Biologists must constantly keep in mind that what they see was not designed, but rather evolved.

    May I paraphrase a little:

    What is found in AI is algorithms, algorithms built with primary coding language and that are often modified by other, later, algorithms added to the earlier ones. . . . While ‘machine intelligence’ could be claimed to be both simple and elegant, it must be remembered that ‘machine intelligence’ almost certainly originated fairly close to the origin of machines when algorithms were necessarily simple or they would not have got going. AI programmers must constantly keep in mind that what they see was not designed, but rather evolved.

    If AlphaGo’s “intelligence” “evolved” over time with experience–that is, as it became “more fit”–then obviously we must conclude that if we go back in time, mere physics and blind forces can explain everything. There was NO Designer. End of story.

  83. 83
    Robert Byers says:

    pav
    Well done. i get it. That was cool.
    Old man Crick was wrong and didn’t know what he was talking about. He only examine real time details of biology. origins of biology is invisable.
    None of his business to use his prestige to opine on origins as if its his study.

  84. 84
    Aleta says:

    hrun writes,

    That being said, considering the ability of AlphaGo to learn so rapidly is predict that the only way for a human to beat AlphaGo in the future is by being spotted several stones in advance. The real question is: How many will be needed to even the playing field.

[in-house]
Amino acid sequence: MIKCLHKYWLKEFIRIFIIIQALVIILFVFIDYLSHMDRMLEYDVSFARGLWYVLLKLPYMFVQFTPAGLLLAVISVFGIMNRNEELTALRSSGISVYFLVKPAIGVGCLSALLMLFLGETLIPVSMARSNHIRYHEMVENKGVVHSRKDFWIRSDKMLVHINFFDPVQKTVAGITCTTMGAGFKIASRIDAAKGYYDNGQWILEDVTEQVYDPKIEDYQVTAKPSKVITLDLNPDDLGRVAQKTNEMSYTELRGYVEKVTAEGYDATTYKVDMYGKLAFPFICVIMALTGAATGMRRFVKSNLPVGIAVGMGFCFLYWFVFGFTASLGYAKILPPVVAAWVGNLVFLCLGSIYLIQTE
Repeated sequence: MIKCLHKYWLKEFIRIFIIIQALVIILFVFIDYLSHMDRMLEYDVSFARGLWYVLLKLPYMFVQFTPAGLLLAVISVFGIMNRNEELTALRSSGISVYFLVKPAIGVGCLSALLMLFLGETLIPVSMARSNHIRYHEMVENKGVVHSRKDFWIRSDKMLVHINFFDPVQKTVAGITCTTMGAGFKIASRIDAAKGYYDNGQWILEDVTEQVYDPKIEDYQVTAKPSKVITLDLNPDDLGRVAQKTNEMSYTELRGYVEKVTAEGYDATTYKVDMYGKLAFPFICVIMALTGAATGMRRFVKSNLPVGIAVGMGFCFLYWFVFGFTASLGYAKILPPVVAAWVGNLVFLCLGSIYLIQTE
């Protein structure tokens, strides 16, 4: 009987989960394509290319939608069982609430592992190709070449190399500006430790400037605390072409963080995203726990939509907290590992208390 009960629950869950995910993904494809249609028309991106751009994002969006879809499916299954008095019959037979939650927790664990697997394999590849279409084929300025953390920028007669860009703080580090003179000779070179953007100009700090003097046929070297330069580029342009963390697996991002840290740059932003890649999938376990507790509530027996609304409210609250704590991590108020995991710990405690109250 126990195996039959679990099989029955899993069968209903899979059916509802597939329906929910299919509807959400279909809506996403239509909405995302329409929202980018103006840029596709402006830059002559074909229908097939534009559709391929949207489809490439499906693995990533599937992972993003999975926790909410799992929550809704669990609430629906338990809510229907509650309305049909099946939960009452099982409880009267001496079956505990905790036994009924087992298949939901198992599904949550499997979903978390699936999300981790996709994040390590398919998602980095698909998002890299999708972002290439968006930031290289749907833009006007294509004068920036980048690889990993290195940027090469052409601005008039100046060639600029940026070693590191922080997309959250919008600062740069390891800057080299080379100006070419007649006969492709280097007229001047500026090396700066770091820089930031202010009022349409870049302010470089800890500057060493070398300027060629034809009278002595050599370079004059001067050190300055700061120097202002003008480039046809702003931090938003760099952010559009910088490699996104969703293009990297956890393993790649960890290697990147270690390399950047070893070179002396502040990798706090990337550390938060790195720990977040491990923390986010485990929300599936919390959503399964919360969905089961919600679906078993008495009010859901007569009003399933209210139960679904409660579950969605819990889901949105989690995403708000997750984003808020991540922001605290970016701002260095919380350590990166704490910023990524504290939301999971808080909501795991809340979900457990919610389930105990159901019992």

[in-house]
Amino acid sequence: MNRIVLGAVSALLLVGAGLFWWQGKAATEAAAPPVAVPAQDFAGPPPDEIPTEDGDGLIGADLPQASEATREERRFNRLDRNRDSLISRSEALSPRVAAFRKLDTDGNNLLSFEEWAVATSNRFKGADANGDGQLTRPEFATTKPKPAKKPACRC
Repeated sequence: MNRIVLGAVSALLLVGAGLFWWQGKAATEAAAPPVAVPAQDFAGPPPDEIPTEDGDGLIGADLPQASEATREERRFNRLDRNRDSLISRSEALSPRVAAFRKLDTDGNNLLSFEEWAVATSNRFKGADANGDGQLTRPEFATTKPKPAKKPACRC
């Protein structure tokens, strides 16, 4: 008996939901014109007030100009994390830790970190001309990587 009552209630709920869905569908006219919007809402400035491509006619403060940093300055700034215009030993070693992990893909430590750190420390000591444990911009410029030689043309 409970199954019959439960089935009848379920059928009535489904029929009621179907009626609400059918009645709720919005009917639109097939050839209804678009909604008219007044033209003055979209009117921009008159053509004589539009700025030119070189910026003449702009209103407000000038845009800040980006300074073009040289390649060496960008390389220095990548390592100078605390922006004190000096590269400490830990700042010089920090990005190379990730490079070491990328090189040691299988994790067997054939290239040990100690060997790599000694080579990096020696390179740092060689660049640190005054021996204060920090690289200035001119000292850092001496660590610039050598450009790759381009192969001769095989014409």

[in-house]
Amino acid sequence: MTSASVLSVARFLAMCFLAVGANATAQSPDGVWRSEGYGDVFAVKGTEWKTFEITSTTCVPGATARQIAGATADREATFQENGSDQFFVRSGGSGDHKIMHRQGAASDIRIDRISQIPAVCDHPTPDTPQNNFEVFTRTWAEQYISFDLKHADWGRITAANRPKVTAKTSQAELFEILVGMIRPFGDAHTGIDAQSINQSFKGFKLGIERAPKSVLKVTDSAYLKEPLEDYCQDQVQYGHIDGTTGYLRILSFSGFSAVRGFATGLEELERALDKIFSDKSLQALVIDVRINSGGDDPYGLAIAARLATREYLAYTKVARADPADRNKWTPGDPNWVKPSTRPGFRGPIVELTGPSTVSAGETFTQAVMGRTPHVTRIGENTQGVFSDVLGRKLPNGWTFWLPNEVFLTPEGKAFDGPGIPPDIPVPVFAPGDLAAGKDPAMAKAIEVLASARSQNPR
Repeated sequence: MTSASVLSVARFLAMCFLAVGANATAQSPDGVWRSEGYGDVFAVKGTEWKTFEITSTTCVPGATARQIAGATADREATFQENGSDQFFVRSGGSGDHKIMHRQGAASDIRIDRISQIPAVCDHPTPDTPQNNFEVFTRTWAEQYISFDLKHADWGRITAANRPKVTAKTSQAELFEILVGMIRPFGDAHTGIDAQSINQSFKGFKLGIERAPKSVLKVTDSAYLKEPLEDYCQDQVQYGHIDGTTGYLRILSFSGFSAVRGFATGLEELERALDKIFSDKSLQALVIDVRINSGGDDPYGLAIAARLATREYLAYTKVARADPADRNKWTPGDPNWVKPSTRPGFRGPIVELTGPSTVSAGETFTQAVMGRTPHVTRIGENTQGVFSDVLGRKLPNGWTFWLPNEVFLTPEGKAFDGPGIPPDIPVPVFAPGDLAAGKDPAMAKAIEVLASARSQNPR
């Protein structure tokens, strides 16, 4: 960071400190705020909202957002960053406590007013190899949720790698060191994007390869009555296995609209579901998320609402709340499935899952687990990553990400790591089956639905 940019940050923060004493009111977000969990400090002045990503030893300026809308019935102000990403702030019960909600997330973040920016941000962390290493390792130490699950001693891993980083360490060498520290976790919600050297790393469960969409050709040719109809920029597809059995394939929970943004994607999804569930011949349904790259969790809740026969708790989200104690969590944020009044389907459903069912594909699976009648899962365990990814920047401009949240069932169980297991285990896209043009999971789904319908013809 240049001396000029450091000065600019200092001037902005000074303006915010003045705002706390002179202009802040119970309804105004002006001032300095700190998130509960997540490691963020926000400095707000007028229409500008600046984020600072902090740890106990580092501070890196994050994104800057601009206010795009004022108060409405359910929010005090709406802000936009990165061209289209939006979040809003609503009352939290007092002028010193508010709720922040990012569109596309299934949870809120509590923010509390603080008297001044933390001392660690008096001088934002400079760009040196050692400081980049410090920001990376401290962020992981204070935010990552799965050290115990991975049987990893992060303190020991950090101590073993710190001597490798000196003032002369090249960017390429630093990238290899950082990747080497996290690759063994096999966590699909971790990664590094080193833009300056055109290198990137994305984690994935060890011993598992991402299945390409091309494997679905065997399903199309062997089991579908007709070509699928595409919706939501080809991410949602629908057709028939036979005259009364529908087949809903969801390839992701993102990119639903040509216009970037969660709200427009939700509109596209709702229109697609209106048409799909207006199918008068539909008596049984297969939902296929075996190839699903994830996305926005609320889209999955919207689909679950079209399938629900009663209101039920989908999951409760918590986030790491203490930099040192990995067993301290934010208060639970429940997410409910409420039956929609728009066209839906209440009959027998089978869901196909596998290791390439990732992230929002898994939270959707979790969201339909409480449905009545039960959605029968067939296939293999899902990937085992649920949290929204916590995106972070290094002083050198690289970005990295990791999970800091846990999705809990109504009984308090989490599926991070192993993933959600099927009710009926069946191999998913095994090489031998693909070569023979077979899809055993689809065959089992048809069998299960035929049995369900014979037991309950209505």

In Go, even just a few handicap stones, which are put on specific spaces, can make a large difference, which makes it possible to make good games between people of fairly different abilities. For instance giving someone four handicap stones might be sort of like having a chess player remove a knight and a rook at the start of game. (However, analogies between chess and Go are very unlikely to be very accurate because the games are so different.)

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    hrun0815 says:

    Re #81: Ah man, Robert. You have to stop at some point. Memorizing basic move concepts? You are slaying us.

  86. 86
    hrun0815 says:

    Re #84: Yup. I do realize the massive advantage a few stones will give you. That’s why I am so curious just how far the next gen of AlphaGo might be able to push things?

    Have people tried to see how much you can handicap a chess program and have it still win against a grandmaster?

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    PaV says:

    Robert Byers:

    I’m glad you saw through my subtlety. All of this can easily be argued to death.

    But my real point is that if Crick wants to see “evolving” mechanisms telling us that everything reduces itself down to raw physics and molecules, then mutatis mutandi, the same applies to AI, “artificial intelligence.” And we know this to be completely wrong.

  88. 88
    Trumper says:

    A little late to the party here but the bottom line is just a big yawn….. nothing unexpected about a programmed application being able to function by performing faster calculations than a human….humans are inundated with thousands more input points than a rote learning chip. After all… I seem to recall that humans invented the game…something AI was incapable of doing. Does this mean that if some box of sand someday invents a novel game that humans like to play equates to intelligence???? maybe you would then consider a traffic light intelligent. LOL pretty sad if so.